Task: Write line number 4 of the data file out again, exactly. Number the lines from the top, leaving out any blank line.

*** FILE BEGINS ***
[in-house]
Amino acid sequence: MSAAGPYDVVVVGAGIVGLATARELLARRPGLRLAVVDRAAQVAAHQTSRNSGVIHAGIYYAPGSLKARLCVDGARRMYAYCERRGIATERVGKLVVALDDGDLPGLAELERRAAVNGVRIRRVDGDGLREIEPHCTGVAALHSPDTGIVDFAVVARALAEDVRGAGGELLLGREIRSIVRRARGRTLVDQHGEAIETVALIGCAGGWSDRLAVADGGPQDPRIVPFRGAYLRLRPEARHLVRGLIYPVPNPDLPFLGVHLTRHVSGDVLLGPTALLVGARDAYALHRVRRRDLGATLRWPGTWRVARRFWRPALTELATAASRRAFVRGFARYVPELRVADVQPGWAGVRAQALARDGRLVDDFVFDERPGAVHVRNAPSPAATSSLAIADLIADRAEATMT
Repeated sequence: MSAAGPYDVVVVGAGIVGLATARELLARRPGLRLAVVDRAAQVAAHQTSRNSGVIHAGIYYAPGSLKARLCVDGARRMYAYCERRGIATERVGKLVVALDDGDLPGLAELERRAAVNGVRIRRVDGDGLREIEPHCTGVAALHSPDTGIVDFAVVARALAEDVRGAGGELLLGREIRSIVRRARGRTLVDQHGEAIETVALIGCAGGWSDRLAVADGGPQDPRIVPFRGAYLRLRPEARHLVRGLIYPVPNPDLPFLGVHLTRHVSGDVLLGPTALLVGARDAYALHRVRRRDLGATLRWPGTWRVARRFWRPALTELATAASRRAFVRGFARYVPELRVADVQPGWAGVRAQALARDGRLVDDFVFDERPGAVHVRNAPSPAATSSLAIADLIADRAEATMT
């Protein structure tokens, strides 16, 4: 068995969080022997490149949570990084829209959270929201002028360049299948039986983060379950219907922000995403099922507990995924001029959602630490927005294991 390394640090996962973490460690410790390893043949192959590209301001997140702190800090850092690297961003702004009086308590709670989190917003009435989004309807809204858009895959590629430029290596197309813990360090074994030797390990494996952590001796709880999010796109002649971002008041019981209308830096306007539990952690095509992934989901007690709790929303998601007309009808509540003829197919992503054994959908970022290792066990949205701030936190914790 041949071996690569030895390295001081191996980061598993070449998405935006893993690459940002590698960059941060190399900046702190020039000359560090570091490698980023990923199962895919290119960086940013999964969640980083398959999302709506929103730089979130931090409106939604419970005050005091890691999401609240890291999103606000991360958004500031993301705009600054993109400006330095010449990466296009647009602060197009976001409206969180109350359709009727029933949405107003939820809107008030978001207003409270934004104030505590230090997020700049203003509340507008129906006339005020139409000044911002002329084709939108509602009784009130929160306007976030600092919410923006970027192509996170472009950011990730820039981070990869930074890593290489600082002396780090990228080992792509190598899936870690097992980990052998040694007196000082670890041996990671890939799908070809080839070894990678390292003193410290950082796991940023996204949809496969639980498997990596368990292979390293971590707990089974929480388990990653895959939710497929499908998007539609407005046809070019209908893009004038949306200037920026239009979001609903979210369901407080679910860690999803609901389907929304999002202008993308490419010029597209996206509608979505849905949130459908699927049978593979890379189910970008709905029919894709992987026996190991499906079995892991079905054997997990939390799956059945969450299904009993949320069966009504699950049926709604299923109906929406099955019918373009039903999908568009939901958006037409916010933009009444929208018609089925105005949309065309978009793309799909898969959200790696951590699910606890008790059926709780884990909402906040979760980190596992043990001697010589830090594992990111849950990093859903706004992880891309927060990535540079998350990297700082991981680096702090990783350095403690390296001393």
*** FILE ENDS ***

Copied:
């Protein structure tokens, strides 16, 4: 068995969080022997490149949570990084829209959270929201002028360049299948039986983060379950219907922000995403099922507990995924001029959602630490927005294991 390394640090996962973490460690410790390893043949192959590209301001997140702190800090850092690297961003702004009086308590709670989190917003009435989004309807809204858009895959590629430029290596197309813990360090074994030797390990494996952590001796709880999010796109002649971002008041019981209308830096306007539990952690095509992934989901007690709790929303998601007309009808509540003829197919992503054994959908970022290792066990949205701030936190914790 041949071996690569030895390295001081191996980061598993070449998405935006893993690459940002590698960059941060190399900046702190020039000359560090570091490698980023990923199962895919290119960086940013999964969640980083398959999302709506929103730089979130931090409106939604419970005050005091890691999401609240890291999103606000991360958004500031993301705009600054993109400006330095010449990466296009647009602060197009976001409206969180109350359709009727029933949405107003939820809107008030978001207003409270934004104030505590230090997020700049203003509340507008129906006339005020139409000044911002002329084709939108509602009784009130929160306007976030600092919410923006970027192509996170472009950011990730820039981070990869930074890593290489600082002396780090990228080992792509190598899936870690097992980990052998040694007196000082670890041996990671890939799908070809080839070894990678390292003193410290950082796991940023996204949809496969639980498997990596368990292979390293971590707990089974929480388990990653895959939710497929499908998007539609407005046809070019209908893009004038949306200037920026239009979001609903979210369901407080679910860690999803609901389907929304999002202008993308490419010029597209996206509608979505849905949130459908699927049978593979890379189910970008709905029919894709992987026996190991499906079995892991079905054997997990939390799956059945969450299904009993949320069966009504699950049926709604299923109906929406099955019918373009039903999908568009939901958006037409916010933009009444929208018609089925105005949309065309978009793309799909898969959200790696951590699910606890008790059926709780884990909402906040979760980190596992043990001697010589830090594992990111849950990093859903706004992880891309927060990535540079998350990297700082991981680096702090990783350095403690390296001393």